"A NEW facial recognition program being introduced by the FBI could represent a huge improvement in identifying criminals, but privacy advocates say the $US1 billion ($A962.88 million) scheme could also constitute a massive privacy breach.
The simmering controversy boiled up this week in the aftermath of a New Scientist article reporting on the rollout of the system, dubbed Next Generation Identification. It also envisages using iris scans, DNA analysis and voice identification in a nationwide apparatus that will be fully operational by 2014.

The face recognition aspect of the system is especially controversial since it aims to do far more than simply match photos to existing mug shots.

The program is being described in the tech press as a far more sophisticated version of the kind of tagging software employed by Facebook that automatically identifies the people in photographs.

But instead of trawling through heaps of holiday snaps and party photos, the FBI's system would be tightly integrated into the growing international network of surveillance cameras. It would use a highly accurate algorithm that can automatically compare the images to mugshots already in the FBI's database and automatically send out alerts if a wanted person shows up.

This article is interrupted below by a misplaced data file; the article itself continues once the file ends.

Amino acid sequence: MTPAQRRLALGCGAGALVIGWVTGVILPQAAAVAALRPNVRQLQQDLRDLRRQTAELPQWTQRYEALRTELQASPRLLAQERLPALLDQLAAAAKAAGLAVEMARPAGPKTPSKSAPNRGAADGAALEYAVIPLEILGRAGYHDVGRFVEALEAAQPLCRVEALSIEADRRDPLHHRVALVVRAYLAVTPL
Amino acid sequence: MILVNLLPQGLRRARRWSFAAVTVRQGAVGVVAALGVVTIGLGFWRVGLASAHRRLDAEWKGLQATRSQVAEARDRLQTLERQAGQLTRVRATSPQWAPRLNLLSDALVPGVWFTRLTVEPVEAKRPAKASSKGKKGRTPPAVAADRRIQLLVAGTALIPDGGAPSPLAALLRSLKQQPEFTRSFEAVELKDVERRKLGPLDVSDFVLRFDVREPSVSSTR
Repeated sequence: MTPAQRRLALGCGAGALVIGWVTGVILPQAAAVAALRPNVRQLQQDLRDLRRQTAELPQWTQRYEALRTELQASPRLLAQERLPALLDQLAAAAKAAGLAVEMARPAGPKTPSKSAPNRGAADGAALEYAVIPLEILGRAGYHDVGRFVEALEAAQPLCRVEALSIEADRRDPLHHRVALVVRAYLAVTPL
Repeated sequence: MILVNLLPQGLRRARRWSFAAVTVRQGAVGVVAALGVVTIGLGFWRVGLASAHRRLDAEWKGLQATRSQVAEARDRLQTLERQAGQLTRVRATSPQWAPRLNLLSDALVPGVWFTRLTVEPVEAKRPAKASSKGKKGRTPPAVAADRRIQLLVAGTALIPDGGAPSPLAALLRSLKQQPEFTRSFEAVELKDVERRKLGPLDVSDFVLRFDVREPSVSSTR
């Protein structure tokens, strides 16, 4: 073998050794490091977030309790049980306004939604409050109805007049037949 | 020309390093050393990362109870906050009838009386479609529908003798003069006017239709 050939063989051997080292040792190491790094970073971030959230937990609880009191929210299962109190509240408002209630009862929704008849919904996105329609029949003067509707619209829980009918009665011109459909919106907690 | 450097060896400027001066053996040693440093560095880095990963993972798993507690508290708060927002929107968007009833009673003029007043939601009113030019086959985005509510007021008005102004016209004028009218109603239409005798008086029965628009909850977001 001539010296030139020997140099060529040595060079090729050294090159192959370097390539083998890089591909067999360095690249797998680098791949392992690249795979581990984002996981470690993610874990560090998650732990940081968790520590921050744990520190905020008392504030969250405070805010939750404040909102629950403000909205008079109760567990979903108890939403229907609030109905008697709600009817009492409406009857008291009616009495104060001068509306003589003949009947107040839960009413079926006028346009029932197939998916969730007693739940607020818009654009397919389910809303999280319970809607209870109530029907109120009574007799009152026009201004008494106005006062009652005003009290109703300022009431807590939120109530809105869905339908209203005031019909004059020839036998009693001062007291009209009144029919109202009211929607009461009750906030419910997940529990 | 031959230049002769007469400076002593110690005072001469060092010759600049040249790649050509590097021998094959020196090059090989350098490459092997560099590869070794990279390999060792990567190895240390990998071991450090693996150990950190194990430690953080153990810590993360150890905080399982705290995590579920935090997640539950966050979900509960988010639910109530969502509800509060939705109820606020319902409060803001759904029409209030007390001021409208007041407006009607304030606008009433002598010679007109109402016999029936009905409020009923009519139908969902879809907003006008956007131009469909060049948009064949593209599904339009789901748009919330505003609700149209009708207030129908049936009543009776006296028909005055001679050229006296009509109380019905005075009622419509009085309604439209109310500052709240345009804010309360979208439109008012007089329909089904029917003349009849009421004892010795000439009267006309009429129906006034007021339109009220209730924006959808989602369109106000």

Privacy advocates fear that the system will also scour the billions of state-issued driving licences, corporate ID cards and even pictures posted on social networks in order to search for individuals.

According to the New Scientist, the FBI's system is already integrated with driving authorities in 27 states. Given the sophistication and networking of modern surveillance cameras the system could be used to find people in crowds, track persons of interest and conduct automatic surveillance.

"The combination of face recognition, social networks data and data mining can significantly undermine our current notions and expectations of privacy and anonymity," Carnegie Mellon University professor Alessandro Acquisti told a congressional subcommittee in July.

In a blog posting the Electronic Frontier Foundation warned that the "FBI wants to be able to search and identify people in photos of crowds and in pictures posted on social media sites - even if the people in those photos haven't been arrested for or even suspected of a crime"."